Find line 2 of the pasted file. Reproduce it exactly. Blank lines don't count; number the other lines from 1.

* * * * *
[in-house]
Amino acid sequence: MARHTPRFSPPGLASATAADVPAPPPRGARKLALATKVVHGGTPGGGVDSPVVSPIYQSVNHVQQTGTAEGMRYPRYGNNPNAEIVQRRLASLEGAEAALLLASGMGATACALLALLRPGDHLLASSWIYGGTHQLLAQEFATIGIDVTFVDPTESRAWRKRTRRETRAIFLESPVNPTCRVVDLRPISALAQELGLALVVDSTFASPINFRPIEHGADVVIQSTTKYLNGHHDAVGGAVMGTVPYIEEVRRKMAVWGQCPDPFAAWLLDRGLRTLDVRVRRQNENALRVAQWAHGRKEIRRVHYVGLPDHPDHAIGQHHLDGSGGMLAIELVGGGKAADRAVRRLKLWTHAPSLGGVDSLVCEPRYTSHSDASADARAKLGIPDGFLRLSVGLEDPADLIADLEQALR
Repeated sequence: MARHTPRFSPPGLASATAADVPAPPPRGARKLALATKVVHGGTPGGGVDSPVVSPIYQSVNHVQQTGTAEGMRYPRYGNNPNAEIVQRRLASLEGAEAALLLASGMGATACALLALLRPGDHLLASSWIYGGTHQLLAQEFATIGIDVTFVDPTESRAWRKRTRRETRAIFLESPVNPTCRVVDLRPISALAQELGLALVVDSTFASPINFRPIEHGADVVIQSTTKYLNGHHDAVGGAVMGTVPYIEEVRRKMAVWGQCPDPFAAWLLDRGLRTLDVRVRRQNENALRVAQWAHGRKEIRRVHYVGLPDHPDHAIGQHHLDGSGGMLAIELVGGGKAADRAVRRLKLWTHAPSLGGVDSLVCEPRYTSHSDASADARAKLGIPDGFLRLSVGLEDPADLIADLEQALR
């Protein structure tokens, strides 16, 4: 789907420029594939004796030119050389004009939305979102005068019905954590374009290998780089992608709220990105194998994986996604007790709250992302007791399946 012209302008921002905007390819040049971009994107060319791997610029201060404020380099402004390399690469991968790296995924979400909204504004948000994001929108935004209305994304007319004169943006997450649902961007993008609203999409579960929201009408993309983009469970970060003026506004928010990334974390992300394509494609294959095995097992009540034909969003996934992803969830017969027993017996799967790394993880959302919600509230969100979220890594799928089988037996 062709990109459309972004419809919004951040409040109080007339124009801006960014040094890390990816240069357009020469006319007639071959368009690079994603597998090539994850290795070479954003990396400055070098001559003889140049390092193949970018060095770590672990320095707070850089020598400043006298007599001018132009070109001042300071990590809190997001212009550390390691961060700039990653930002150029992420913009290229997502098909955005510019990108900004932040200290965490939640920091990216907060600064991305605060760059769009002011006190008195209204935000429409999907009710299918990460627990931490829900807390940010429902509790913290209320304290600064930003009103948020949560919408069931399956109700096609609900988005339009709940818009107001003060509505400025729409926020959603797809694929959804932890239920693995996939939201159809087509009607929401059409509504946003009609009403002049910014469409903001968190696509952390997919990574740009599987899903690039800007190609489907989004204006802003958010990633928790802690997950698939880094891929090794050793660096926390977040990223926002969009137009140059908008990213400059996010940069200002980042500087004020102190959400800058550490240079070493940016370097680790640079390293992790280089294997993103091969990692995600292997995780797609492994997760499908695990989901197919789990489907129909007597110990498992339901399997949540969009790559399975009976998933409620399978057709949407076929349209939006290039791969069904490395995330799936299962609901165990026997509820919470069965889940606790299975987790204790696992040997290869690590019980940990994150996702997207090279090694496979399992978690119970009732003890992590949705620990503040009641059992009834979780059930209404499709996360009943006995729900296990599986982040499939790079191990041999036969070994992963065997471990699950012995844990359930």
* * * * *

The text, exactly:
Amino acid sequence: MARHTPRFSPPGLASATAADVPAPPPRGARKLALATKVVHGGTPGGGVDSPVVSPIYQSVNHVQQTGTAEGMRYPRYGNNPNAEIVQRRLASLEGAEAALLLASGMGATACALLALLRPGDHLLASSWIYGGTHQLLAQEFATIGIDVTFVDPTESRAWRKRTRRETRAIFLESPVNPTCRVVDLRPISALAQELGLALVVDSTFASPINFRPIEHGADVVIQSTTKYLNGHHDAVGGAVMGTVPYIEEVRRKMAVWGQCPDPFAAWLLDRGLRTLDVRVRRQNENALRVAQWAHGRKEIRRVHYVGLPDHPDHAIGQHHLDGSGGMLAIELVGGGKAADRAVRRLKLWTHAPSLGGVDSLVCEPRYTSHSDASADARAKLGIPDGFLRLSVGLEDPADLIADLEQALR